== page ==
Stepping out of his comfort zone and into the world of dance
Gaurab Banerjee, a leader in Stanford’s social dance community and a member of the Axe Committee, will graduate in June with bachelor’s and master’s degrees in computer science. He plans to work in the artificial intelligence industry and later in community development.
Moments before his very first performance as a dancer, in his junior year at Stanford, Gaurab Banerjee peeked out at an audience gathered in Roble Gym and saw a sea of faces and pointing cameras.
His nervousness quickly gave way to a state of flow. Muscle memory and the cheers of the crowd carried him through, and before he knew it, he was taking a bow.
With that, Banerjee recalls, “I was hooked.”
What had begun as an impulse – enrolling in Social Dance 1, taught by longtime instructor Richard Powers – soon became a full immersion in dance culture on campus. Over the next two years, Banerjee explored a range of styles at Stanford and around the Bay, performed and eventually directed the student group Stanford Swingtime, and served as co-chair of the planning committee for Viennese Ball and for Big Dance.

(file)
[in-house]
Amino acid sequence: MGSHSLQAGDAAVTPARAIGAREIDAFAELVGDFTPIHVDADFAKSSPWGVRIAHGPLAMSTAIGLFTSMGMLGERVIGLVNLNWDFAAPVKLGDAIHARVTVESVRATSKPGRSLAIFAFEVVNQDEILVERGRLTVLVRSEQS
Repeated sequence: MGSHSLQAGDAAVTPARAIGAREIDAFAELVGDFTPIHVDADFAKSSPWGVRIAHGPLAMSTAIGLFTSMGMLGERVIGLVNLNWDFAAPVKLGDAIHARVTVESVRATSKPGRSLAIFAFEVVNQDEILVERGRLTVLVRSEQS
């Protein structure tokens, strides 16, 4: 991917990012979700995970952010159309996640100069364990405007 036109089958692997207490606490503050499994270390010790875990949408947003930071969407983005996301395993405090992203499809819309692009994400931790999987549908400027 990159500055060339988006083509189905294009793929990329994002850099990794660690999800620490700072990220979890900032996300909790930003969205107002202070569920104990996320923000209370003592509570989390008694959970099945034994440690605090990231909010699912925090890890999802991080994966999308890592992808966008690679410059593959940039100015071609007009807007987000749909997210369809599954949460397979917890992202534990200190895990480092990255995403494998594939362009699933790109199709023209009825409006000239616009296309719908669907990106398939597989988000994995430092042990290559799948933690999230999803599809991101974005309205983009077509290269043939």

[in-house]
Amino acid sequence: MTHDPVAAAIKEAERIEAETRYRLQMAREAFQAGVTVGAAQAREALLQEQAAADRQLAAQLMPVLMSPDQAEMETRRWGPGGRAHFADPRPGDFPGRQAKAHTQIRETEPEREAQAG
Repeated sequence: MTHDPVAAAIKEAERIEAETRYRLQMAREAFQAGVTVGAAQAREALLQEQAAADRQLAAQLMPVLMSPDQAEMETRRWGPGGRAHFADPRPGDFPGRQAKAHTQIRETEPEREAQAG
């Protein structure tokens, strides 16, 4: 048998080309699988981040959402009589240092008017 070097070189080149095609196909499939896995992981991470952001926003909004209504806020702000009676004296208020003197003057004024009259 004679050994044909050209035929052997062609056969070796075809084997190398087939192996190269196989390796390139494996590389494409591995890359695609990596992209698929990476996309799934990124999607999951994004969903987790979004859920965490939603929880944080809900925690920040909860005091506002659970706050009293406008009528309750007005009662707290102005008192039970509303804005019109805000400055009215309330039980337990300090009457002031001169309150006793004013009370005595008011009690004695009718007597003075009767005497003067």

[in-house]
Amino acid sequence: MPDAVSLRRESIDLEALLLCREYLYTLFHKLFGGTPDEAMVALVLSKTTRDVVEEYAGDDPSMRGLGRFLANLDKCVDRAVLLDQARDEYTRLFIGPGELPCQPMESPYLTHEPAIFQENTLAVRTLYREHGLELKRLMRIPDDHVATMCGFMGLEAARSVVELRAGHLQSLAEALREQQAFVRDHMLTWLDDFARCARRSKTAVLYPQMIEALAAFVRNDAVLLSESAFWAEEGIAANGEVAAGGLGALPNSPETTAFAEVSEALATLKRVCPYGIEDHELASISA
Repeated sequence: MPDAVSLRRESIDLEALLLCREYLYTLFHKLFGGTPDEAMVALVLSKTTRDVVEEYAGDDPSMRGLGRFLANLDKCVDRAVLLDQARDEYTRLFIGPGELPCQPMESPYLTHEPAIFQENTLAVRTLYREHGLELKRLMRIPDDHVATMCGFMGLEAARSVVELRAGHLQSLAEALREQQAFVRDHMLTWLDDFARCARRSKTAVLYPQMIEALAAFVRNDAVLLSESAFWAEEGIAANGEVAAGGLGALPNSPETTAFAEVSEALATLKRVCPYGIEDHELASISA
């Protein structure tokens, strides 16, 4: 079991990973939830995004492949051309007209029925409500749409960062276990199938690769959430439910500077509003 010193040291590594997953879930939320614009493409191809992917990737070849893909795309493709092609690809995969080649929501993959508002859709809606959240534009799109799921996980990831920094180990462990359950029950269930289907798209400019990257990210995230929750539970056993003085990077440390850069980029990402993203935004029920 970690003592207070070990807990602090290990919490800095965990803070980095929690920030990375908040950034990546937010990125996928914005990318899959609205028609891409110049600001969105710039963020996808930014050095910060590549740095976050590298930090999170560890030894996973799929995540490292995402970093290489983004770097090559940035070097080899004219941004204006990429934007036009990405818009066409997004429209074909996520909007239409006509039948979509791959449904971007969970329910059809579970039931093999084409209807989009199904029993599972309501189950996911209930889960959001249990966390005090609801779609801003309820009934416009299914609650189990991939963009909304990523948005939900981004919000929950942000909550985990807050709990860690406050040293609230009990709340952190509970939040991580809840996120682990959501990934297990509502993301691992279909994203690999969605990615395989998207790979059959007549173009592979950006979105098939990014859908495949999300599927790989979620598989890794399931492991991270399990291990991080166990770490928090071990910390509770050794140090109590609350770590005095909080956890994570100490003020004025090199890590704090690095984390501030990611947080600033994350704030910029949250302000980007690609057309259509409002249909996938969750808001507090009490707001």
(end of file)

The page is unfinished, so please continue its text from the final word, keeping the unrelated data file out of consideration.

The pandemic put a hard pause on social dance events. But in fall 2021, Banerjee returned to campus eager for revival, and students responded. Performances sold out. Workshops were over-enrolled. Banerjee and other community leaders took the opportunity to bring a new generation up to speed on campus traditions, and also to reset where they saw an opportunity to improve.
“One thing I’ve noticed at Stanford is that folks aren’t afraid to speak truth to power,” he says, “to ask the question, ‘Why?’ If what we’ve done before is not in the best interest of our student body, of our communities here, then let’s change it.’ ”
Banerjee, who was a service scholar his freshman year, a volunteer with Kids With Dreams, a member of the Axe Committee, and a member of the Sophomore Class Cabinet, also found a welcoming and ethically minded community in computer science. The program offered so many classes Banerjee wanted to take that he decided to complete a master’s degree as well.
Banerjee plans to work in the artificial intelligence industry. His long-term vision is to apply his technical skills and the knowledge he’s gained in ethics, business, human rights, and medicine to a career in development – increasing opportunities for entrepreneurship around the world.
“Part of my privilege, being here at Stanford, is that I can now use what I’ve learned to bring more folks to the table,” he says. “I can give them access as well.”
And yes, he’ll keep dancing.